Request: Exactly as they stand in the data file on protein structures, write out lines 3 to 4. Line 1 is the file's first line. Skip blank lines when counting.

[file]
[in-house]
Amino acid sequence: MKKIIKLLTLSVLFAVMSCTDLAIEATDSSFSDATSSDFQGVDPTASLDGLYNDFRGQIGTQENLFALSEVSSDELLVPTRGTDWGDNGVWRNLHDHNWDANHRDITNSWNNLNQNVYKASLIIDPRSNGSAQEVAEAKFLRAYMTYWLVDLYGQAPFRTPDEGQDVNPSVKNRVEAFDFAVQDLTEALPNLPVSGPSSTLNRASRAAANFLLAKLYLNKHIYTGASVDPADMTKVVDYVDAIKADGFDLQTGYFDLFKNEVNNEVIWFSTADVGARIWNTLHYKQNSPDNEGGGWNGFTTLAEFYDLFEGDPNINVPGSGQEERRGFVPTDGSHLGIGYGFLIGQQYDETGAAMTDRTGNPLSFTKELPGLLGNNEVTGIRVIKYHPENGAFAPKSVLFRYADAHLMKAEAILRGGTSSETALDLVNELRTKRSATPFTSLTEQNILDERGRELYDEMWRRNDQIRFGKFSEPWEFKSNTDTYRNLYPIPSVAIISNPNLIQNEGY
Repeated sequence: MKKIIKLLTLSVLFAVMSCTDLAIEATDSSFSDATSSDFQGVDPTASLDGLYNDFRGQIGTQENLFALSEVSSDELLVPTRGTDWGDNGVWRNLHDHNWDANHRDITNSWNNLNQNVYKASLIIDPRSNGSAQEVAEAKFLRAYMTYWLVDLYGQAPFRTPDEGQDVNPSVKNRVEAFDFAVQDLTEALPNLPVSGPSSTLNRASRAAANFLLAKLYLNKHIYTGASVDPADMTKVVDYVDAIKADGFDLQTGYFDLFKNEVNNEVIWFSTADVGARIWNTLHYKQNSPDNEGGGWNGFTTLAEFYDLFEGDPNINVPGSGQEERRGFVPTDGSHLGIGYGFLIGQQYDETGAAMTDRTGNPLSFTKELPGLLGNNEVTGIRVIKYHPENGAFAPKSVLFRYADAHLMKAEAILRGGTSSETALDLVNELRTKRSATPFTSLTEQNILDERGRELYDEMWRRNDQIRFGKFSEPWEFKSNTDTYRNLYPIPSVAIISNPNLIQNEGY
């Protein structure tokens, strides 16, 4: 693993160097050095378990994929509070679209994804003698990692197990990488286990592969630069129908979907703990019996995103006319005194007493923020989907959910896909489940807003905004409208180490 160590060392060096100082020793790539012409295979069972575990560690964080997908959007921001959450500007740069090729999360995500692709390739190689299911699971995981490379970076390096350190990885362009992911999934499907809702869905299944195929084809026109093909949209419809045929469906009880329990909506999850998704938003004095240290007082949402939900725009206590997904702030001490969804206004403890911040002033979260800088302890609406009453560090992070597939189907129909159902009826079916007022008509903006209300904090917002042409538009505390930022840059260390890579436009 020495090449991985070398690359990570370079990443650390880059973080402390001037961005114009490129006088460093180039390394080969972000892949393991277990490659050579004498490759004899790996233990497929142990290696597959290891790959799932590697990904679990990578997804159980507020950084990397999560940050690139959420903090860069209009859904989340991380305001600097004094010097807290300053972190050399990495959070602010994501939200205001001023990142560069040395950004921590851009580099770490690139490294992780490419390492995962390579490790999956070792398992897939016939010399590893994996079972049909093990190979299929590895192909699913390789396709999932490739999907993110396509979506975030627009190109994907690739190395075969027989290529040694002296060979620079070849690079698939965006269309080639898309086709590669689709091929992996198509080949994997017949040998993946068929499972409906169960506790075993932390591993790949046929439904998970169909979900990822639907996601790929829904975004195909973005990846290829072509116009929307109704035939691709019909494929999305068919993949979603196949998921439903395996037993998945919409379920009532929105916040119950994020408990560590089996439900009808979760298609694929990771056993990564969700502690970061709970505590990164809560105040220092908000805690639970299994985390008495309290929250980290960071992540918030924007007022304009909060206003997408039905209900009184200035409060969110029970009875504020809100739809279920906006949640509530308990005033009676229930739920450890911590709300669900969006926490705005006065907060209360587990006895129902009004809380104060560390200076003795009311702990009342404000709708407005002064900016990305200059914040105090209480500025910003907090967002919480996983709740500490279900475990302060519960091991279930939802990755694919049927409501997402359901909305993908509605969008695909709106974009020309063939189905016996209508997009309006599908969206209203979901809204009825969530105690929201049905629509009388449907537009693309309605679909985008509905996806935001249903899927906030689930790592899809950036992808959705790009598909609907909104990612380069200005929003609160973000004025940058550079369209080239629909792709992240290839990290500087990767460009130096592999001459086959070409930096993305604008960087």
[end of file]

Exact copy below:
Repeated sequence: MKKIIKLLTLSVLFAVMSCTDLAIEATDSSFSDATSSDFQGVDPTASLDGLYNDFRGQIGTQENLFALSEVSSDELLVPTRGTDWGDNGVWRNLHDHNWDANHRDITNSWNNLNQNVYKASLIIDPRSNGSAQEVAEAKFLRAYMTYWLVDLYGQAPFRTPDEGQDVNPSVKNRVEAFDFAVQDLTEALPNLPVSGPSSTLNRASRAAANFLLAKLYLNKHIYTGASVDPADMTKVVDYVDAIKADGFDLQTGYFDLFKNEVNNEVIWFSTADVGARIWNTLHYKQNSPDNEGGGWNGFTTLAEFYDLFEGDPNINVPGSGQEERRGFVPTDGSHLGIGYGFLIGQQYDETGAAMTDRTGNPLSFTKELPGLLGNNEVTGIRVIKYHPENGAFAPKSVLFRYADAHLMKAEAILRGGTSSETALDLVNELRTKRSATPFTSLTEQNILDERGRELYDEMWRRNDQIRFGKFSEPWEFKSNTDTYRNLYPIPSVAIISNPNLIQNEGY
């Protein structure tokens, strides 16, 4: 693993160097050095378990994929509070679209994804003698990692197990990488286990592969630069129908979907703990019996995103006319005194007493923020989907959910896909489940807003905004409208180490 160590060392060096100082020793790539012409295979069972575990560690964080997908959007921001959450500007740069090729999360995500692709390739190689299911699971995981490379970076390096350190990885362009992911999934499907809702869905299944195929084809026109093909949209419809045929469906009880329990909506999850998704938003004095240290007082949402939900725009206590997904702030001490969804206004403890911040002033979260800088302890609406009453560090992070597939189907129909159902009826079916007022008509903006209300904090917002042409538009505390930022840059260390890579436009 020495090449991985070398690359990570370079990443650390880059973080402390001037961005114009490129006088460093180039390394080969972000892949393991277990490659050579004498490759004899790996233990497929142990290696597959290891790959799932590697990904679990990578997804159980507020950084990397999560940050690139959420903090860069209009859904989340991380305001600097004094010097807290300053972190050399990495959070602010994501939200205001001023990142560069040395950004921590851009580099770490690139490294992780490419390492995962390579490790999956070792398992897939016939010399590893994996079972049909093990190979299929590895192909699913390789396709999932490739999907993110396509979506975030627009190109994907690739190395075969027989290529040694002296060979620079070849690079698939965006269309080639898309086709590669689709091929992996198509080949994997017949040998993946068929499972409906169960506790075993932390591993790949046929439904998970169909979900990822639907996601790929829904975004195909973005990846290829072509116009929307109704035939691709019909494929999305068919993949979603196949998921439903395996037993998945919409379920009532929105916040119950994020408990560590089996439900009808979760298609694929990771056993990564969700502690970061709970505590990164809560105040220092908000805690639970299994985390008495309290929250980290960071992540918030924007007022304009909060206003997408039905209900009184200035409060969110029970009875504020809100739809279920906006949640509530308990005033009676229930739920450890911590709300669900969006926490705005006065907060209360587990006895129902009004809380104060560390200076003795009311702990009342404000709708407005002064900016990305200059914040105090209480500025910003907090967002919480996983709740500490279900475990302060519960091991279930939802990755694919049927409501997402359901909305993908509605969008695909709106974009020309063939189905016996209508997009309006599908969206209203979901809204009825969530105690929201049905629509009388449907537009693309309605679909985008509905996806935001249903899927906030689930790592899809950036992808959705790009598909609907909104990612380069200005929003609160973000004025940058550079369209080239629909792709992240290839990290500087990767460009130096592999001459086959070409930096993305604008960087």